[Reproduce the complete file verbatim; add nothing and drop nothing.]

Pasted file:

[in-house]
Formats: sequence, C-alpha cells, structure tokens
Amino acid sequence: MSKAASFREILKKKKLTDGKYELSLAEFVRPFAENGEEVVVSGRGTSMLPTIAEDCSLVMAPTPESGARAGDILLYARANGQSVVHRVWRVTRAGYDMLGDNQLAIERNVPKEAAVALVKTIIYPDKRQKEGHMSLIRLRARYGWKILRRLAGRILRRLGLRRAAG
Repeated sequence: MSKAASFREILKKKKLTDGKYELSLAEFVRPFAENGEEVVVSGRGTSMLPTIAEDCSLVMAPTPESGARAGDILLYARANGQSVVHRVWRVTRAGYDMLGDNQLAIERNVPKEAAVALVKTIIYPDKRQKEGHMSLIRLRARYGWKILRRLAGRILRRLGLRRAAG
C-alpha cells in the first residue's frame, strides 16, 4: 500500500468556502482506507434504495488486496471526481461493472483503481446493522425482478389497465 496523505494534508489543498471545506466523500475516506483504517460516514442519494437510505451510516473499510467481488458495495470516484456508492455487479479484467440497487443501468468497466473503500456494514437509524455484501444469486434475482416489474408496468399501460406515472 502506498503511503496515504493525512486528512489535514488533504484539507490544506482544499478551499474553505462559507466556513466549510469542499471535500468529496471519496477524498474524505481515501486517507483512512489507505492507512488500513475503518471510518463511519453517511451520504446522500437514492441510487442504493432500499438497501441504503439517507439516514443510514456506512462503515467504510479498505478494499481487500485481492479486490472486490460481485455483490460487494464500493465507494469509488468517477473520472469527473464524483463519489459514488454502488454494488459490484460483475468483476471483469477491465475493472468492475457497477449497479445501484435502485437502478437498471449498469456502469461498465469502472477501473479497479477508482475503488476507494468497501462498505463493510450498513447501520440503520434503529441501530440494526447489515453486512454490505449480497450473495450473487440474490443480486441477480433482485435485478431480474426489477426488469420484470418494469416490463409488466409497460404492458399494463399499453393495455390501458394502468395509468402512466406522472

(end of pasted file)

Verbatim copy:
[in-house]
Formats: sequence, C-alpha cells, structure tokens
Amino acid sequence: MSKAASFREILKKKKLTDGKYELSLAEFVRPFAENGEEVVVSGRGTSMLPTIAEDCSLVMAPTPESGARAGDILLYARANGQSVVHRVWRVTRAGYDMLGDNQLAIERNVPKEAAVALVKTIIYPDKRQKEGHMSLIRLRARYGWKILRRLAGRILRRLGLRRAAG
Repeated sequence: MSKAASFREILKKKKLTDGKYELSLAEFVRPFAENGEEVVVSGRGTSMLPTIAEDCSLVMAPTPESGARAGDILLYARANGQSVVHRVWRVTRAGYDMLGDNQLAIERNVPKEAAVALVKTIIYPDKRQKEGHMSLIRLRARYGWKILRRLAGRILRRLGLRRAAG
C-alpha cells in the first residue's frame, strides 16, 4: 500500500468556502482506507434504495488486496471526481461493472483503481446493522425482478389497465 496523505494534508489543498471545506466523500475516506483504517460516514442519494437510505451510516473499510467481488458495495470516484456508492455487479479484467440497487443501468468497466473503500456494514437509524455484501444469486434475482416489474408496468399501460406515472 502506498503511503496515504493525512486528512489535514488533504484539507490544506482544499478551499474553505462559507466556513466549510469542499471535500468529496471519496477524498474524505481515501486517507483512512489507505492507512488500513475503518471510518463511519453517511451520504446522500437514492441510487442504493432500499438497501441504503439517507439516514443510514456506512462503515467504510479498505478494499481487500485481492479486490472486490460481485455483490460487494464500493465507494469509488468517477473520472469527473464524483463519489459514488454502488454494488459490484460483475468483476471483469477491465475493472468492475457497477449497479445501484435502485437502478437498471449498469456502469461498465469502472477501473479497479477508482475503488476507494468497501462498505463493510450498513447501520440503520434503529441501530440494526447489515453486512454490505449480497450473495450473487440474490443480486441477480433482485435485478431480474426489477426488469420484470418494469416490463409488466409497460404492458399494463399499453393495455390501458394502468395509468402512466406522472